All persons who served on the relevant submarine special operations were awarded, or were eligible to be awarded, the Australian Service Medal with Clasp ‘SPECIAL OPS’.



 

Explanation of the changes

 

As part of the 2010 Budget, certain submarine special operations will be reclassified as operational and qualifying service under the Veterans’ Entitlements Act.

 

This will provide eligibility for all pensions and associated benefits under the Veterans’ Entitlements Act and will mean that disability and war widow and war widower pension claims relating to this service will be determined on the more generous reverse criminal standard of proof. 

 

The amendments provide (in new section 6DB) that the service will be regarded as “operational service” if a member of the Defence Force rendered continuous full-time service during the period from 1978 to 1992 and was awarded, or eligible to be awarded, the Australian Service Medal with Clasp ‘SPECIAL OPS’. 

 

A similar amendment to section 7A will provide that the service will be qualifying service.

 

As a consequence of the inclusion of the certain submarine special operations as operational and qualifying service under the Veterans’ Entitlements Act there is a need for consequential amendments to both the Safety, Rehabilitation and Compensation Act and the Defence Service Homes Act.

 

Eligibility under the Safety Rehabilitation and Compensation Act will be retained for claims made before the commencement of the amendments in this Schedule, that is claims made under the Safety Rehabilitation and Compensation Act before

1 July 2010.  Eligibility under the Safety Rehabilitation and Compensation Act will cease for new claims relating to the relevant submarine special operations on and from the commencement of the amendments in this Schedule, 1 July 2010.  This means that any compensation payable under the Safety Rehabilitation and Compensation Act prior to the commencement of this Schedule, including claims lodged before the commencement of this Schedule and determined after the commencement of this Schedule, will continue to be payable and may be offset against any subsequent disability pension payable under the Veterans’ Entitlements Act. 

 

The Defence Service Homes Act will be amended to provide eligibility under that Act for members with the relevant submarine special operations service. 

 

Explanation of the items

 

Part 1 - Veterans’ Entitlements Act 1986

 

Item 1 inserts new Table Item number “4B” into the table in section 6.  Section 6 provides a general outline of the provisions (sections 6A to 6F ) which set out the criteria for service periods and locations that are to be regarded as operational service.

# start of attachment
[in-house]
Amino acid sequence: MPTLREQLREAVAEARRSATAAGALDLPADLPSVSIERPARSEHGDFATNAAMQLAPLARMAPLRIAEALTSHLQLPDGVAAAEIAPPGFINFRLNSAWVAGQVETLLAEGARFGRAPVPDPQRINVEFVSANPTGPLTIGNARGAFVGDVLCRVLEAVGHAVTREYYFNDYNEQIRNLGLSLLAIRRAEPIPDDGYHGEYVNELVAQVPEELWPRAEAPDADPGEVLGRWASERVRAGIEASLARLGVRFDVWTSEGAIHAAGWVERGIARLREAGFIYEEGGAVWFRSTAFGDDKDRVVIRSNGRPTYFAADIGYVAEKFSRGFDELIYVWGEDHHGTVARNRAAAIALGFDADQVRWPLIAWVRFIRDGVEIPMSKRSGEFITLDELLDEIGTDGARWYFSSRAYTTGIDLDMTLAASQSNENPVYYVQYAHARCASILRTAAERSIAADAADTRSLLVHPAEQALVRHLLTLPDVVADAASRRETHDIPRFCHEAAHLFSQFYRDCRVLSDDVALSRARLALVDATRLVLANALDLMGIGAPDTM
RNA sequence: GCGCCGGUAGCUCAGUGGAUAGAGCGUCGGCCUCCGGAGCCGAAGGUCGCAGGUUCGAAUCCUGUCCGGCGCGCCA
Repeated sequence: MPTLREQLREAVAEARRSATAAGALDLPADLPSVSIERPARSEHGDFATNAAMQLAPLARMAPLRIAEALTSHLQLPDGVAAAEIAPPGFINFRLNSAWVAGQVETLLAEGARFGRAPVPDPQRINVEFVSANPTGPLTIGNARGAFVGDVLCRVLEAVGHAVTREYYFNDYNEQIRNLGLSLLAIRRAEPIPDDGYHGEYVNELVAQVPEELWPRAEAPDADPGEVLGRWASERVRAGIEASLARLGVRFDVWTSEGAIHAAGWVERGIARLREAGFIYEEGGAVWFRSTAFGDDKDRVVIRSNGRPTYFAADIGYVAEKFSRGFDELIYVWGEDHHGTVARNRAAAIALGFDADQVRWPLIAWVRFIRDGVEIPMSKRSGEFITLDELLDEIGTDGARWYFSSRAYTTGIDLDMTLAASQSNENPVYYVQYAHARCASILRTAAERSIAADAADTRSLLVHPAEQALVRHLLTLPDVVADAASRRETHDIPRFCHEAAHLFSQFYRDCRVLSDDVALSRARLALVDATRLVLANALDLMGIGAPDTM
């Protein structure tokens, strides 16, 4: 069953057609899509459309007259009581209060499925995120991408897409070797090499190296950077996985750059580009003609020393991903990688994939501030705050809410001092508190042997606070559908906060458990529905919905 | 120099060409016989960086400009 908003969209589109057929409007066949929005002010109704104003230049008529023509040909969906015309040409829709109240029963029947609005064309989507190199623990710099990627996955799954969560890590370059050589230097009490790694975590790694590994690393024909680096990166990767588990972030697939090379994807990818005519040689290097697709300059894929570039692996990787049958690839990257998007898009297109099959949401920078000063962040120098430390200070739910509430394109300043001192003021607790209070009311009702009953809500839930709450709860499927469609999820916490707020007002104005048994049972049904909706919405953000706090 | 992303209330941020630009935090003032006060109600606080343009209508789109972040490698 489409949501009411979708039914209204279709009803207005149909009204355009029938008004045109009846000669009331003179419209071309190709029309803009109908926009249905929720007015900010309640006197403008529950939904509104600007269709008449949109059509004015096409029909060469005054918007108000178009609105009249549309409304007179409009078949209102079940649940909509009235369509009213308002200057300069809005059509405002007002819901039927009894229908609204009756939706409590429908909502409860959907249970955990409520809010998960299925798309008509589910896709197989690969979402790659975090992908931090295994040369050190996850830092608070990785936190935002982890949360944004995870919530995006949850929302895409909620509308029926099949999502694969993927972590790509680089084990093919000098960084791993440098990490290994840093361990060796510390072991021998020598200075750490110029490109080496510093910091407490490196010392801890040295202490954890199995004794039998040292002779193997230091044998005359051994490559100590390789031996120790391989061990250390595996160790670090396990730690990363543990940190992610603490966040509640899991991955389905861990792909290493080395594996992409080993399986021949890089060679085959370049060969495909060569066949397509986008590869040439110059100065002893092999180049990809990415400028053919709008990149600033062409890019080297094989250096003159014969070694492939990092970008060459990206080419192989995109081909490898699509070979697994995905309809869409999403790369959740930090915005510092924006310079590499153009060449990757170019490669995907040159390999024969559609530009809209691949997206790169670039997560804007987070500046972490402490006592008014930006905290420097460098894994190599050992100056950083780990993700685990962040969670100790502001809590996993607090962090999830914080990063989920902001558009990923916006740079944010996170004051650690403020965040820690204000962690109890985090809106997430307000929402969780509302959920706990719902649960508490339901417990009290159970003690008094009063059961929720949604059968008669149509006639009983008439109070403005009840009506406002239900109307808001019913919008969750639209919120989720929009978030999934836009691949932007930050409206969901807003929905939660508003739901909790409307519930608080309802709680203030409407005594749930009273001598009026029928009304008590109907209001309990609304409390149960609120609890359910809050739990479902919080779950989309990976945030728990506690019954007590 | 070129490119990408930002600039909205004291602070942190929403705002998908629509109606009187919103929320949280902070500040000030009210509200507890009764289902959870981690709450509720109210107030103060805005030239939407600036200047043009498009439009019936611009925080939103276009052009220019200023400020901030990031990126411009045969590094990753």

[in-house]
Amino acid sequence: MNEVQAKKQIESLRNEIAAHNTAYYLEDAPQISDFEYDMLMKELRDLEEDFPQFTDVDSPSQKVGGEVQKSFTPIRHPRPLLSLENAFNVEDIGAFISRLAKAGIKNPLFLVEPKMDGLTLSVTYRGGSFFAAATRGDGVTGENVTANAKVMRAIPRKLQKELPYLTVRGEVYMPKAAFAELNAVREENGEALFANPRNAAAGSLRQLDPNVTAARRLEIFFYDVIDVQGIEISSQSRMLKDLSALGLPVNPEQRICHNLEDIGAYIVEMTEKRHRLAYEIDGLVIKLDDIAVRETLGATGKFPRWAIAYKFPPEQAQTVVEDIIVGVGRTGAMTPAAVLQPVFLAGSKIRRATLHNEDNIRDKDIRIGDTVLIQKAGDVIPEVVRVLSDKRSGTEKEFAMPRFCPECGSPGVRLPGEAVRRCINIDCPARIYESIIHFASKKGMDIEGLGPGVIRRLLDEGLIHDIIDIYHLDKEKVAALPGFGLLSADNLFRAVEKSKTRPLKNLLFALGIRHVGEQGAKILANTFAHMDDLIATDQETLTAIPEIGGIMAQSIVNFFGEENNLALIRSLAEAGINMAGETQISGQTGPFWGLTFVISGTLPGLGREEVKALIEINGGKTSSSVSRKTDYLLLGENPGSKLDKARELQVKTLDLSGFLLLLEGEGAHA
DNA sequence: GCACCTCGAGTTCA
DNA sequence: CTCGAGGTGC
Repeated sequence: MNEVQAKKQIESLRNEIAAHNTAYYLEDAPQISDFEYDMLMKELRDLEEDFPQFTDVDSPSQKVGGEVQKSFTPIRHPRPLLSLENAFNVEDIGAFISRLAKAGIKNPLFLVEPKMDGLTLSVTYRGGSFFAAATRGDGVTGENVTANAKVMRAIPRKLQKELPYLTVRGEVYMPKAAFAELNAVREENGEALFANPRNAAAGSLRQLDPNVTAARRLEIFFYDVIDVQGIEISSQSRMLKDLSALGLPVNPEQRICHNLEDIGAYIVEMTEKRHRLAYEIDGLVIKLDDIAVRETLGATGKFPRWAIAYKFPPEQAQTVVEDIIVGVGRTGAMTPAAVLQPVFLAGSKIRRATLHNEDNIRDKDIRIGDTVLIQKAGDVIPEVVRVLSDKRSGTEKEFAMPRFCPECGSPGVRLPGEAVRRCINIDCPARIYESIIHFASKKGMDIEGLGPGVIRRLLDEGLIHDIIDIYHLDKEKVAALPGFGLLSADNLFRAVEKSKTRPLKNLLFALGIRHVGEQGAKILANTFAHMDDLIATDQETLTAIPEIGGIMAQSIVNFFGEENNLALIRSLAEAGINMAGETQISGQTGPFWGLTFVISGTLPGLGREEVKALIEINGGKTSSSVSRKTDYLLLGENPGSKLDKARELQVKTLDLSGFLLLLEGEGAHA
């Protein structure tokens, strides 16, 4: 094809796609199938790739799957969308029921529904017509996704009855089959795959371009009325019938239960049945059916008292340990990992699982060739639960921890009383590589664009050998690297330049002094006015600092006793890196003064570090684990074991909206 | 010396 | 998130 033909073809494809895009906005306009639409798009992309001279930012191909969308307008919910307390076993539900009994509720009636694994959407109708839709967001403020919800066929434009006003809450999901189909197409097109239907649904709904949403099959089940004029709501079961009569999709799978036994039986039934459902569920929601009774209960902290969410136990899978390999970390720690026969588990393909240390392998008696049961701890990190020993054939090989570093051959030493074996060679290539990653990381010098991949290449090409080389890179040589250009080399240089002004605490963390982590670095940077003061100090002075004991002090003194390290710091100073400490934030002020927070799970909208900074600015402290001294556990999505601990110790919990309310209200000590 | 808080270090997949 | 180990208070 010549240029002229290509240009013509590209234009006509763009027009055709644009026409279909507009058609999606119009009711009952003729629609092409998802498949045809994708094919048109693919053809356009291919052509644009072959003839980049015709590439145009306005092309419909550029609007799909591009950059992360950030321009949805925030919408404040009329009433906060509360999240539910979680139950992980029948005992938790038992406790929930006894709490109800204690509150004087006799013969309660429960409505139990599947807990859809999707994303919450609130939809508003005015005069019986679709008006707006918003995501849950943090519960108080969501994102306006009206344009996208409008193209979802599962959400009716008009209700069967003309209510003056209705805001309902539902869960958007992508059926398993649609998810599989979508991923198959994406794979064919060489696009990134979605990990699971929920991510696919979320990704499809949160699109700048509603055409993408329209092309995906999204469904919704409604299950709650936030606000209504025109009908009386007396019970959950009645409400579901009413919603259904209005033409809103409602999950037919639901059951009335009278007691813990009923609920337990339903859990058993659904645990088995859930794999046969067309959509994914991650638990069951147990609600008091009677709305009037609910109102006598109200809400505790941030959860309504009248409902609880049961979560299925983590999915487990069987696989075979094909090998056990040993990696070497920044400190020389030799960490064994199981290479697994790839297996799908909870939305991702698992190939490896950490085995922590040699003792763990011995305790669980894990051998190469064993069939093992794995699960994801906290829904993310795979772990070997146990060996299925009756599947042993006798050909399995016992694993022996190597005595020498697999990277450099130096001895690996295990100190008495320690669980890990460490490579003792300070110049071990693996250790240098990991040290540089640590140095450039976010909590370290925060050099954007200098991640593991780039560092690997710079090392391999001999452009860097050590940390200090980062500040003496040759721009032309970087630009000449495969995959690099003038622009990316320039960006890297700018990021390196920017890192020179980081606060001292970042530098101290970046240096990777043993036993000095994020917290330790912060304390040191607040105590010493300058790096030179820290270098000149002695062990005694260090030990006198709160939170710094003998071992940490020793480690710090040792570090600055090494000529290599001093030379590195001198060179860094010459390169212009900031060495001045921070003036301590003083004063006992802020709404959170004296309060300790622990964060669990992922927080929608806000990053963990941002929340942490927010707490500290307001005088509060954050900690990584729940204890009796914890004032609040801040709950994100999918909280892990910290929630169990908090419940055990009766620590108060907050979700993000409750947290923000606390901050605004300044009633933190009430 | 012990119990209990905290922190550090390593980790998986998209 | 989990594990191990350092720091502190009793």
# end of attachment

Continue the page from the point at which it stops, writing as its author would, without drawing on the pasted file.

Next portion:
New Table Item number 4B provides that the criteria for operational service for service on submarine special operations is set out in new section 6DB.



Item 2 inserts new section 6DB.  New section 6DB provides that service rendered during a period of continuous full-time service by a member of the Defence Force will be operational service when the following conditions are met:

·          the period of service started on or after 1 January 1978 and ended on or before

31 December 1992; and

·          the service was submarine special operations; and

·          the Defence Force member:

o    has been awarded the Australian Service Medal with Clasp ‘SPECIAL OPS’ for the service; or

o     was eligible to be awarded the Australian Service Medal with Clasp ‘SPECIAL OPS’ for the service; or

o    would have been eligible to be awarded the Australian Service Medal with Clasp ‘SPECIAL OPS’ for the service if the member had not already been awarded the medal for other service.  

 

Item 3 amends section 7A by inserting new subparagraphs 7A(1)(a)(v) and (vi).  Section 7A sets out the criteria that are to be met before a person will be regarded as having rendered qualifying service.

 

New subparagraph 7A(1)(a)(v) provides that a member of the Defence Force has rendered qualifying service where the service was continuous full-time service on submarine special operations carried out at some time during the period from

1 January 1978 to 31 December 1992 for which the person was awarded, or eligible to be awarded the Australian Service Medal with Clasp “SPECIAL OPS”.   

 

New subparagraph 7A(1)(a)(vi) provides that a member of the Defence Force has rendered qualifying service where the service was continuous full-time service on submarine special operations carried out at some time during the period from

1 January 1978 to 31 December 1992 for which the person would have been eligible to be awarded the Australian Service Medal with Clasp “SPECIAL OPS” if the person had not already been awarded the medal for other service.  

 

Item 4 amends paragraph 85(4B)(b) to include a reference to new subparagraphs 7A(1)(v) and (vi). This amendment will ensure that, upon turning 70, an eligible person is able to receive treatment for any injury suffered or disease contracted.

 

Item 5 inserts an application provision to be applied to the amendments made by Part 1 of this Schedule.

 

The amendments will apply for the purposes of determining the eligibility of the person for entitlements under the Veterans’ Entitlements Act on or after